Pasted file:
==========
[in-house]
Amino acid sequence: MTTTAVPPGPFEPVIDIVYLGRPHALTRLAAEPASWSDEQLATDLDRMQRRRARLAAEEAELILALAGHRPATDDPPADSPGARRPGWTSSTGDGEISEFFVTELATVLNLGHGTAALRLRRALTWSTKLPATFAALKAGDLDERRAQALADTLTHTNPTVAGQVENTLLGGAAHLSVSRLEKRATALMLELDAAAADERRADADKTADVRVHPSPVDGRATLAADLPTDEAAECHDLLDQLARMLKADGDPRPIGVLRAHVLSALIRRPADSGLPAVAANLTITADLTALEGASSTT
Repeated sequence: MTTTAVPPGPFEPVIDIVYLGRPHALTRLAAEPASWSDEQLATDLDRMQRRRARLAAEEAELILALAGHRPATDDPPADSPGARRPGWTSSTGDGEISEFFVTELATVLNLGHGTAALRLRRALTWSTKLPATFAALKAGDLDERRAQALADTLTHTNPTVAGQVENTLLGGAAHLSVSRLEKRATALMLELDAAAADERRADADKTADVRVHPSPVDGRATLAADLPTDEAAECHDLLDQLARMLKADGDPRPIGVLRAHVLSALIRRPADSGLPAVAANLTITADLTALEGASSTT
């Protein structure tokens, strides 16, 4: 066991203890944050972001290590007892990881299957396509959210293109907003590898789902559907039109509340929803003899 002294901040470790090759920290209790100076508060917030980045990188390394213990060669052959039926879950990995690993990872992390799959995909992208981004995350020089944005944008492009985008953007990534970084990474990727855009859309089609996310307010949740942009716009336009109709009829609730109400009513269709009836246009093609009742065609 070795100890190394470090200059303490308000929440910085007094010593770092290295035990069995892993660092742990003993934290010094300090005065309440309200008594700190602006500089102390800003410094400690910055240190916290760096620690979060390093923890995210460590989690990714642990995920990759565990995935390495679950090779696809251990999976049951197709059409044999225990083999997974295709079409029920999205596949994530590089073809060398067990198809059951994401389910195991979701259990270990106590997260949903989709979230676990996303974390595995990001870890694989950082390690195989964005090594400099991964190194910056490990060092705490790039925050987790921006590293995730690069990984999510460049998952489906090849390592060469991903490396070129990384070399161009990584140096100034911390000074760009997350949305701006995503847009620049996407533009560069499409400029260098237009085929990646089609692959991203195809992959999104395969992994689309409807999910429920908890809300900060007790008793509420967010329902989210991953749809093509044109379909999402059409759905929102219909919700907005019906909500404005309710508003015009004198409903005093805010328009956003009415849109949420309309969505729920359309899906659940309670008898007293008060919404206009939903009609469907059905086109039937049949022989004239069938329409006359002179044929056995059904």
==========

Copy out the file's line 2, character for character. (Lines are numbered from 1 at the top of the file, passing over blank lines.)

Amino acid sequence: MTTTAVPPGPFEPVIDIVYLGRPHALTRLAAEPASWSDEQLATDLDRMQRRRARLAAEEAELILALAGHRPATDDPPADSPGARRPGWTSSTGDGEISEFFVTELATVLNLGHGTAALRLRRALTWSTKLPATFAALKAGDLDERRAQALADTLTHTNPTVAGQVENTLLGGAAHLSVSRLEKRATALMLELDAAAADERRADADKTADVRVHPSPVDGRATLAADLPTDEAAECHDLLDQLARMLKADGDPRPIGVLRAHVLSALIRRPADSGLPAVAANLTITADLTALEGASSTT